The fact that we live in such turbulent times is challenging. We are experiencing so many crises and wars at the same time—people simply don’t manage to deal with all the issues in detail. I believe that if you want to work on human rights and provide an in-depth analysis of the situation, you simply need more time. That is also the main difference to traditional news and reportage reporting, which I also do as a photojournalist. I see my long-term projects as a supplement that enables people to identify with the protagonists. They humanise the dehumanised through their depth.
I’ve recently watched Civil War directed by Alex Garland, which moved me deeply. I don’t know if you’ve watched it yet, have you?
I have to admit I haven’t seen the movie yet. But I am familiar with it and I definitely want to watch it. However, I recently watched the new movie about the reporter Anja Niedringhaus.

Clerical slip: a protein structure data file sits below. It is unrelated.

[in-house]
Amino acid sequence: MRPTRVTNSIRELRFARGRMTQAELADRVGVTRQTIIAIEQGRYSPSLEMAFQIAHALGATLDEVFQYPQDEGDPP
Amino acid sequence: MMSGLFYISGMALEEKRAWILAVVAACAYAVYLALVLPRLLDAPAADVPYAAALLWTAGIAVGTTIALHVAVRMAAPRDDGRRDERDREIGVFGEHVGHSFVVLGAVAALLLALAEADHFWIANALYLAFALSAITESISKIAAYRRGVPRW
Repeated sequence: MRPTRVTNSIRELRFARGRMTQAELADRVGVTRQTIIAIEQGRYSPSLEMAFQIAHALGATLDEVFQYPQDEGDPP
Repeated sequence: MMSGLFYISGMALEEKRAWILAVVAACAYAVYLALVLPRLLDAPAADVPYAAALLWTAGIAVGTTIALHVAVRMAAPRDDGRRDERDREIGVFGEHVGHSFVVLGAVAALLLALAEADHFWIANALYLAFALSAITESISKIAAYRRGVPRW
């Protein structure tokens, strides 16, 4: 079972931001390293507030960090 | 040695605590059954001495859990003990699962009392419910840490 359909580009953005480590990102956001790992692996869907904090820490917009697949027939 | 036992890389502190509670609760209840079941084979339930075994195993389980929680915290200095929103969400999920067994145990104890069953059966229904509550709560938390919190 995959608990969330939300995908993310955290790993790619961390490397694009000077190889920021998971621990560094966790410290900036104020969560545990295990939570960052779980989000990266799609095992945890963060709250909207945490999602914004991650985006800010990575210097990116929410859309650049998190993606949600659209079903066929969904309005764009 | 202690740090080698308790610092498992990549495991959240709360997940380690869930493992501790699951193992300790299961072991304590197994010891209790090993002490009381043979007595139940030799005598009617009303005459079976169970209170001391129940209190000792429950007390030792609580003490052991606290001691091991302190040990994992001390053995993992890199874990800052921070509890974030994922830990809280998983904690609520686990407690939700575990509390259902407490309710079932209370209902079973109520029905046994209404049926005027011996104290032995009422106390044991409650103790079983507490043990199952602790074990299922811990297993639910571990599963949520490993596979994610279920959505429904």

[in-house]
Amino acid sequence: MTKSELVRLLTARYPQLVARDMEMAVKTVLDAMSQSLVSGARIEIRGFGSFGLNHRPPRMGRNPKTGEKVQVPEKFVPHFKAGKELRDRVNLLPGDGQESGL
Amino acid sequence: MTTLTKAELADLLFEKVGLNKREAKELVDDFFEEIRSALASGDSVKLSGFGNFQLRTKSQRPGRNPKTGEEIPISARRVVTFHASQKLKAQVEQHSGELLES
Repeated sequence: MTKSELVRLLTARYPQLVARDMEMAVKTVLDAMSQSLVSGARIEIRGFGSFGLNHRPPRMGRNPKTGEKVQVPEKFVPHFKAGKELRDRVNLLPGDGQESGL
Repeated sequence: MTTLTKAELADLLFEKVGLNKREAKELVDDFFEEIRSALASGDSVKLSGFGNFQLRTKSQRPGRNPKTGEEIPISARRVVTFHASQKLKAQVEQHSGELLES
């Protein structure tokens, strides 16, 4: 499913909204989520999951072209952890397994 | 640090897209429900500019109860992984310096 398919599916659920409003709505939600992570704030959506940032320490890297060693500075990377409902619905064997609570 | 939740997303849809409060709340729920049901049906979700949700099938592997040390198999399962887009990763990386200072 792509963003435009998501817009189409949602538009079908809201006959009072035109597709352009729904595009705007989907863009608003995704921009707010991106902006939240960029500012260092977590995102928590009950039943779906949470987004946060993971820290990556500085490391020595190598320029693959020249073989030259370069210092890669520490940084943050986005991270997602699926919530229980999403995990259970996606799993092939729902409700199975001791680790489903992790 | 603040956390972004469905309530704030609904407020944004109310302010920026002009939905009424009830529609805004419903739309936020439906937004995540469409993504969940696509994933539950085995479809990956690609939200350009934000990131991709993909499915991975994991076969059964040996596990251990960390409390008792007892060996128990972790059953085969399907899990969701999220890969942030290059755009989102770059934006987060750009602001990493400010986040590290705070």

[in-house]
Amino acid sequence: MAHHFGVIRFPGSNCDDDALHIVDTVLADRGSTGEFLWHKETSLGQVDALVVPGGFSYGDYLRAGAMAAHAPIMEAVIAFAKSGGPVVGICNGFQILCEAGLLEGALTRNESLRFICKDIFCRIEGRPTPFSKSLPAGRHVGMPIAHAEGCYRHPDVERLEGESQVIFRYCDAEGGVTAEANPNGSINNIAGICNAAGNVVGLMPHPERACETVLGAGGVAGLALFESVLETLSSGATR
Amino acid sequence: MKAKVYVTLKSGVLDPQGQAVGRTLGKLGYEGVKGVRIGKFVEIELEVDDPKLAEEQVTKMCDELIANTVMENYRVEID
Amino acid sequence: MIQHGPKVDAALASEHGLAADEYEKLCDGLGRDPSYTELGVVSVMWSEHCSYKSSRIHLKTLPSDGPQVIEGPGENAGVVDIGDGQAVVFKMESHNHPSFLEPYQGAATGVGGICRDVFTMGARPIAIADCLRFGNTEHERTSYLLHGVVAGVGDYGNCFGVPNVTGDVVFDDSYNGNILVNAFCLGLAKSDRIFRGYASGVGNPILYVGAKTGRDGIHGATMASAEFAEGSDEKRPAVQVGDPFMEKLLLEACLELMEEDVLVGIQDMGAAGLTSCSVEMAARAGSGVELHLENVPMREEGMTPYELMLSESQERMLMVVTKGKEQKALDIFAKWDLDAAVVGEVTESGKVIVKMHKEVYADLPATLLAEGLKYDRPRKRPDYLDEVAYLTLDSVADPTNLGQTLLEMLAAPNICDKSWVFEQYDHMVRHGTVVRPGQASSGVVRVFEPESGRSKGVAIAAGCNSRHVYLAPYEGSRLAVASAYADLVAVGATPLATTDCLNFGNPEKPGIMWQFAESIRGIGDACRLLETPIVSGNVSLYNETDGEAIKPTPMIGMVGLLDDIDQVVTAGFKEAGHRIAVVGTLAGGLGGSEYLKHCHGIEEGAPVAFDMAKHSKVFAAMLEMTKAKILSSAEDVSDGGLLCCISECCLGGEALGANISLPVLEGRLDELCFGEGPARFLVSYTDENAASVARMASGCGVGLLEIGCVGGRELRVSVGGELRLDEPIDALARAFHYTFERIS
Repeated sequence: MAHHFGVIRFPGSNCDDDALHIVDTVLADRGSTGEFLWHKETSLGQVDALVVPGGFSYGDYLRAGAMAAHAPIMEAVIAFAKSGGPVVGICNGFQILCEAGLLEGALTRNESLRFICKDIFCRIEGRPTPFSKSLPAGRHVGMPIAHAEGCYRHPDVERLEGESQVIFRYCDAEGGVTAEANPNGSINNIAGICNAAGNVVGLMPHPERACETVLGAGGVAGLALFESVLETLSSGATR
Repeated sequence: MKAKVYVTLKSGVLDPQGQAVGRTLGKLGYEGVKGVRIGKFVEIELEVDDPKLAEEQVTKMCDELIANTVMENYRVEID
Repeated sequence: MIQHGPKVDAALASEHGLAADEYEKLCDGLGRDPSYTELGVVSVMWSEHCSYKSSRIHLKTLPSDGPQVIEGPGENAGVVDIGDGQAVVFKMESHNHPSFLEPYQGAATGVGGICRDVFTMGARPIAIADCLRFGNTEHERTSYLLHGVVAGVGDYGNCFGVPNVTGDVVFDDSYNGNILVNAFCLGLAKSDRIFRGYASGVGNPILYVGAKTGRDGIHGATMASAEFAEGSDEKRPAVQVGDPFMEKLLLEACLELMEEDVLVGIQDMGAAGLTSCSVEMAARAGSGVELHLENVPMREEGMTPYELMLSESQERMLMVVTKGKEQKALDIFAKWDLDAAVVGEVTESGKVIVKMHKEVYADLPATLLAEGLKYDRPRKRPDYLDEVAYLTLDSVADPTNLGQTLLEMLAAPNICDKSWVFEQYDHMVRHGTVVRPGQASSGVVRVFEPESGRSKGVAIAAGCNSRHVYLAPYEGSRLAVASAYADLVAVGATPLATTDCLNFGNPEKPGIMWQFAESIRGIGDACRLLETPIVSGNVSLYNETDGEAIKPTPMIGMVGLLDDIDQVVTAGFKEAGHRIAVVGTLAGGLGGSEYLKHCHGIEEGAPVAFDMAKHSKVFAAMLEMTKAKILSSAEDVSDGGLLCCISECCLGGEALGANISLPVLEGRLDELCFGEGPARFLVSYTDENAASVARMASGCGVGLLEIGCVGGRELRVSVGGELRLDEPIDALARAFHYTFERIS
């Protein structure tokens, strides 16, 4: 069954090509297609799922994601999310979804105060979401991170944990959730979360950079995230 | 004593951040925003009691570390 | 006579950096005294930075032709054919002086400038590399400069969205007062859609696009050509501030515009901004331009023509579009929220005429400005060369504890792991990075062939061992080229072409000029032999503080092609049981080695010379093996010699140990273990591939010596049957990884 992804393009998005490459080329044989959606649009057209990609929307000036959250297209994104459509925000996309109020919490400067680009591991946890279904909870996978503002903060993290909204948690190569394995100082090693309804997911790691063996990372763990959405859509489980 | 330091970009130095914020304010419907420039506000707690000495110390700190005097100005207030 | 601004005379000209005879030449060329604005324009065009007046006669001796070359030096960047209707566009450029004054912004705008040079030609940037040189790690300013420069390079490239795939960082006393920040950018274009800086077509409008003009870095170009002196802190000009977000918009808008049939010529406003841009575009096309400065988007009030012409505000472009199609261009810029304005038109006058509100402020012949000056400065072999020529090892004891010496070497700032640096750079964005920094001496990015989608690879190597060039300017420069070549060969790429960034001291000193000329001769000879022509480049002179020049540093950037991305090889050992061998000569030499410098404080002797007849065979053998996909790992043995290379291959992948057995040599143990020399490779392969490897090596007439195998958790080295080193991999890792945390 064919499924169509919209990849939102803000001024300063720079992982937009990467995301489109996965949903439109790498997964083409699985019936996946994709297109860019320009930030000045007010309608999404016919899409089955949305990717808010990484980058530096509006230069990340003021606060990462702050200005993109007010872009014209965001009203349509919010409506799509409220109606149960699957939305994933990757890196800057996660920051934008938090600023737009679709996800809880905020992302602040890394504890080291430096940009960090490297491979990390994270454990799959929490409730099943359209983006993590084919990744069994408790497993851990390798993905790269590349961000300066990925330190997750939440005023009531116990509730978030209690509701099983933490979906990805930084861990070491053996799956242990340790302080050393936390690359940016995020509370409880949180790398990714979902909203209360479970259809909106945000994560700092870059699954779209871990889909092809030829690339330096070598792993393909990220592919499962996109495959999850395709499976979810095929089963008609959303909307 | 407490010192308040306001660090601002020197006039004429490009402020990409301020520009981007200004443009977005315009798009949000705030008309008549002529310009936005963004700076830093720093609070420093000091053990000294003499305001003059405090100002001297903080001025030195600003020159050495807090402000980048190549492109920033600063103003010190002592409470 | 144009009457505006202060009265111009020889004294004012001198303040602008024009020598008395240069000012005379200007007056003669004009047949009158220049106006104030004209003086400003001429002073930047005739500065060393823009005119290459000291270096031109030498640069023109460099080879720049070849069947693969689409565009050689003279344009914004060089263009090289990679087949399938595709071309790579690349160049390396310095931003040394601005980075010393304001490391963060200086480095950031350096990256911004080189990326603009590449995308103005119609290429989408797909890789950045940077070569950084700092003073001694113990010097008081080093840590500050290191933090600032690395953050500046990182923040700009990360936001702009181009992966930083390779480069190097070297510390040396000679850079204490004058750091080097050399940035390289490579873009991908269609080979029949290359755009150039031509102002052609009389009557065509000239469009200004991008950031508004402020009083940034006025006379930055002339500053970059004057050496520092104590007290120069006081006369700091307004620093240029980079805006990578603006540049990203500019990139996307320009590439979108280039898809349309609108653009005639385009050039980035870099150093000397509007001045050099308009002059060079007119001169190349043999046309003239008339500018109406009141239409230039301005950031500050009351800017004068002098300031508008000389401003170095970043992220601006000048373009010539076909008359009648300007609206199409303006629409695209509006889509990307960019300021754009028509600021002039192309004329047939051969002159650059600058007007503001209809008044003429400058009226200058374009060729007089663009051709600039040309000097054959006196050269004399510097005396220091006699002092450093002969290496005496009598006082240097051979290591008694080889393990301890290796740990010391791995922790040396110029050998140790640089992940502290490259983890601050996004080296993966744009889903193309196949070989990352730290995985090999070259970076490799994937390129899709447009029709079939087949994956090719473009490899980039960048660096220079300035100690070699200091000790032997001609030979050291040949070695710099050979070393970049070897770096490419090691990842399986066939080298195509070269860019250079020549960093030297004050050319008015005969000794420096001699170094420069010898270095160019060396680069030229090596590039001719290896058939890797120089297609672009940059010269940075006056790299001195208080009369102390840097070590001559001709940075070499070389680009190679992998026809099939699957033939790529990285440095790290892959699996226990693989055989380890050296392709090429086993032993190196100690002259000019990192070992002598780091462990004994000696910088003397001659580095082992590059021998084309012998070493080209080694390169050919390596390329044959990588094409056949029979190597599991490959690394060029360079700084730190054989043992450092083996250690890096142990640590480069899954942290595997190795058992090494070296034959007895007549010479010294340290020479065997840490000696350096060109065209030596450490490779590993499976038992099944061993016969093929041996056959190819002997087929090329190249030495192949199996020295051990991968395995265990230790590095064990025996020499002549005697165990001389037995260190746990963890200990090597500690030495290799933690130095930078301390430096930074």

The film follows the story of photo journalist Lee (Kirsten Dunst) and (writing) journalist Joel (Wagner Moura). I see you’ve also worked closely with one writer, Bartholomäus Laffert, on different stories in Syria concerning migration, the weaponisation of water, or the Turkish elections. Could you tell us more about how this connection came to be, and what is it like to work as a writer/photographer duo?
Yes, that’s right. I really love being able to work with talented writers. It’s not only a great enrichment to work in a team, but also indispensable. I’ve learned so much from my colleagues. At the beginning of last year, I spent over four weeks in north-eastern Syria with Bartholomäus. As you said, we researched water as a weapon of war, but also other challenges in the region. I had previously worked in the Kurdish areas of Iraq and had already studied the Rojava region. Bart had already been there several times. We know each other through common colleagues. When we decided that we would like to work together on the topic, we were cooking together; shortly afterwards, we applied for funding for our trip.